For a meal just as beautifully presented but delivered in a quick service setting, head to wellness bar DIRT in SoFi and order from the paleo, vegan or gluten-sensitive menus filled with clean dishes like the kimchee-spiced Seoul Bowl or the Santorini salad with housemade harissa-spiked hummus (both pictured above). This is a spot that caters to all dietary requirements, so if your friend wants an option topped with organic, grass-fed meat, they’re in luck. One of the top picks: the dirty sandwich with homemade chicken apple sausage served on locally baked Zak the Baker bread.

4. Beach Bootcamp

Miami is a city known for its beaches and sex appeal, and while you’ll find plenty of upscale fitness studios like SoulCycle and Exhale, trainers are taking to the shores making the most of Miami’s natural resources. Dubbed the “wellness power couple,” celeb trainers Christopher and Tracie Vlaun behind V Art of Wellness have brought their boutique fitness brand of beach bootcamps to the sand in front of the newly opened beach house-inspired hotel, The Confidante. Based in Miami and hosting retreats in the Caribbean and Cabo, the duo have brought together their areas of expertise (from Tracie’s 15-year career as an Elite model and Chris’s functional fitness training background) to develop intimate beach-based fitness classes that range from high intensity interval training to TRX body sculpting taught by top trainers like former Division 1 athletes.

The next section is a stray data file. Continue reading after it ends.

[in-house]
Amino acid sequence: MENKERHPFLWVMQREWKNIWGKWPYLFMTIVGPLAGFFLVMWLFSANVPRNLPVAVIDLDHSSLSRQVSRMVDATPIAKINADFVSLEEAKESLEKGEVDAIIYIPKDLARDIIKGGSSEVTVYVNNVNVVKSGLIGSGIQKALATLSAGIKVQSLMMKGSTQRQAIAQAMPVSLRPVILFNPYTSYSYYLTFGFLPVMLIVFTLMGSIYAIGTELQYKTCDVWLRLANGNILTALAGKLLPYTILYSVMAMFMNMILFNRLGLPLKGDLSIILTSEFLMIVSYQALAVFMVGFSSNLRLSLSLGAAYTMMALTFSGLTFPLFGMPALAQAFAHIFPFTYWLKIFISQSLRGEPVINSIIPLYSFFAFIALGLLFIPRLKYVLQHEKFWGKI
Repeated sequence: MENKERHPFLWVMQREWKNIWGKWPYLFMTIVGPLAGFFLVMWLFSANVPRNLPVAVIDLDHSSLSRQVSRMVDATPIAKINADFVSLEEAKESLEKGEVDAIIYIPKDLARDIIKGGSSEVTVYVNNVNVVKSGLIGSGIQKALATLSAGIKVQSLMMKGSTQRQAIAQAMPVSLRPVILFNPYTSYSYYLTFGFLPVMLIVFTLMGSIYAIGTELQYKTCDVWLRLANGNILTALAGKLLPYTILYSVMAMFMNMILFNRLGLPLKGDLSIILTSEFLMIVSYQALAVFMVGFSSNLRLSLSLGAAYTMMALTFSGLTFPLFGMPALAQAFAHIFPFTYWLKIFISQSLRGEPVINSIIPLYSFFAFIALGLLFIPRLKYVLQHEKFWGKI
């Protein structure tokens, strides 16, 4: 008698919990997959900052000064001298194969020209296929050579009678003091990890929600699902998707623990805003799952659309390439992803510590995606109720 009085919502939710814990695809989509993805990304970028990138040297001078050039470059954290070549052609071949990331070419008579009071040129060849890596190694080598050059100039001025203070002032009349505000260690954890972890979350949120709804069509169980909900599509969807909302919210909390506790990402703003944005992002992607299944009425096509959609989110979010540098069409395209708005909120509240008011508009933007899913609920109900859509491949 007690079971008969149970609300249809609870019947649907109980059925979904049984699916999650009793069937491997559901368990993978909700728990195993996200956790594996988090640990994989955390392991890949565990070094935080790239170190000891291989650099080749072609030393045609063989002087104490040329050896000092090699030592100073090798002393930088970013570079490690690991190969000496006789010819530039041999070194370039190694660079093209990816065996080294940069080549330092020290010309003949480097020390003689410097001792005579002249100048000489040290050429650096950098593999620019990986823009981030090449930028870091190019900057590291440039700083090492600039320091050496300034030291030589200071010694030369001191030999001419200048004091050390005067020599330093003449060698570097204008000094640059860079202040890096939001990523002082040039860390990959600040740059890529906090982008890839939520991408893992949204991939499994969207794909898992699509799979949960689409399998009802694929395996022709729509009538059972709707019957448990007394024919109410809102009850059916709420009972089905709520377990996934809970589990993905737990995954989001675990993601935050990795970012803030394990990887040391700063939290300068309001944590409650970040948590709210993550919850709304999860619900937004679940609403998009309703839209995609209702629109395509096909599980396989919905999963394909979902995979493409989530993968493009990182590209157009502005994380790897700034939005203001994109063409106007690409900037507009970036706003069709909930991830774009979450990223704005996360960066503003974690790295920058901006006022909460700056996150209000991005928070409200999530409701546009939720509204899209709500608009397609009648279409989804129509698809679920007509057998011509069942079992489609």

miami 5 courtesy of El Tucan

5. Cuban Cabaret

Cuba is in the spotlight right now, and in turn, so is Cuban culture. Supper clubs are making a comeback in Miami and one of the hottest acts in town is the 1940s Cuban cabaret-inspired El Tucán, with an 11-piece Latin orchestra playing as the house act and cocktails curated by Bar Lab, the team behind local favorite Broken Shaker. Music ranges from DJ sets to bands playing Parisian pop, while the tapas-style cuisine from chef Jean Paul Lourdes highlights Caribbean and South American flavors. Sister venue to the French-themed Bâoli, this spot in Brickell has a personality all of its own, capturing vintage Cuba from the tropical-style bar to the golden palms lining the theater. Take a seat for one of the two dinner shows and indulge in a cocktail just as decadent as the setting, such as the namesake El Tucán, a vodka-based libation with lemon and watermelon juice served up in a copper toucan glass.

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6. Down to Earth Rooftops